Top-four race will be 'dogfight' this season, says Ferguson
Thursday 12 August 2010
Sir Alex Ferguson is anticipating a "dogfight" in the battle just to finish in the Premier League's top four this season. Tottenham's fourth-place Champions League qualification, combined with Manchester City's seemingly bottomless pit of money, has put increased pressure on the so-called "big four". One of those clubs, Liverpool, have already discovered what happens if you drop off the pace just a fraction as they slipped to seventh last season.
Ferguson, who is aiming finally to go past their Merseyside rivals in terms of championships won – they are both on 18 – expects the competition to be even fiercer this time around.
"Things definitely changed last season – it was a different league altogether compared to what we'd seen before," said the Manchester United manager. "The top four found it difficult and dropped points in games they wouldn't have expected to. That's an indication of the improvement made by other teams, and I think there'll be a bit of a dogfight for the top four places this season."
Ferguson added: "We all have to be aware of the threats from the likes of Villa, Everton, Tottenham and Manchester City – they'll all be challenging to get into that top four."
Away from title talk, the midfielder Darren Fletcher admits he wants to follow the example of Ryan Giggs, Paul Scholes and Gary Neville in having a long and distinguished career at Old Trafford.
There were times earlier in his career when it seemed Fletcher would be forced to move away from Manchester United in order to get regular first-team action, but the Scotland captain is now firmly established in Ferguson's squad.
Fletcher's absence was cited as one of the main reasons for United's dismal Champions League final performance against Barcelona in 2009, and his performances last season mean he is now regarded as one of the most influential midfielders in the Premier League.
It is just what the 26-year-old hoped for when he first headed south from Scotland as a raw teenager. With over 250 appearances under his belt and a contract that runs until 2012, it does not seem Fletcher will be going anywhere soon.
And, having shared a dressing room with legendary United stalwarts for so long, the Dalkeith-born star fancies a career-long stay. "I can't ever imagine being anywhere else," he said. "There is nowhere better than Manchester United and if I can play my whole career at this club I will be a very happy man.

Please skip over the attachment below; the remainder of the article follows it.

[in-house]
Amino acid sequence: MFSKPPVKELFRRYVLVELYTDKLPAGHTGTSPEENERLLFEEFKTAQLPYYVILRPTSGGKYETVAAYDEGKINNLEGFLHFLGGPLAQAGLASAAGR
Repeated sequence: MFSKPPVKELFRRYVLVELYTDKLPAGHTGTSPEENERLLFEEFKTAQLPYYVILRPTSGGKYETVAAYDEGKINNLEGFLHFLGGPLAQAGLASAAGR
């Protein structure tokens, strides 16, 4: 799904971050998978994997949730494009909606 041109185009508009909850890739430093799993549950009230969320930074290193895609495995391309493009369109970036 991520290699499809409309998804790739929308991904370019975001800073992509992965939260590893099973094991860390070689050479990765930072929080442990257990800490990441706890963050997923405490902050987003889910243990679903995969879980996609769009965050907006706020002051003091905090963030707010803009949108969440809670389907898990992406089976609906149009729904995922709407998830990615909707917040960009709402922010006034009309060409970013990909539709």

"Everything about the club – the fans, the facilities and the structure – is fantastic and I wouldn't want to be anywhere else.
"There is something very special about staying at one club for your whole career – the likes of Gary, Ryan and Paul are all legends at Manchester United and to get anywhere close to that would be a real achievement."
The Liverpool defender Jamie Carragher, meanwhile, expects to have to prove himself all over again when the new season kicks off. The 32-year-old had a poor start to the previous campaign, mirroring the club's early problems, and looked a shadow of his former self.
However, as the season progressed he rediscovered the form which has made him one of the most consistent defenders of his generation. But with the arrival of new manager Roy Hodgson – and teenage centre-back Danny Wilson from Rangers – the former England international knows his reputation will count for little if he cannot back it up with performances.
"You never know what might happen," said Carragher as he prepared to enter his 15th season in the Liverpool first team. "Last year, after a few games, the whole world had written me off and said I was finished.
"But in the second half of the season, along with Javier Mascherano and Pepe [Reina], I was probably one of the most consistent players and when you look at how the defence played, we managed to keep 18 clean sheets.
"That's gone now and you have to do it all again. There is going to be a challenge and it has always been the case that players will want to take your place but you just have to be ready. I played every week for Rafa for six years but I've got to prove myself again.
"Even if Rafa had still been here that would have been the case. There will be a time when I don't play 50 games a season, but I've no intention of it happening this year."
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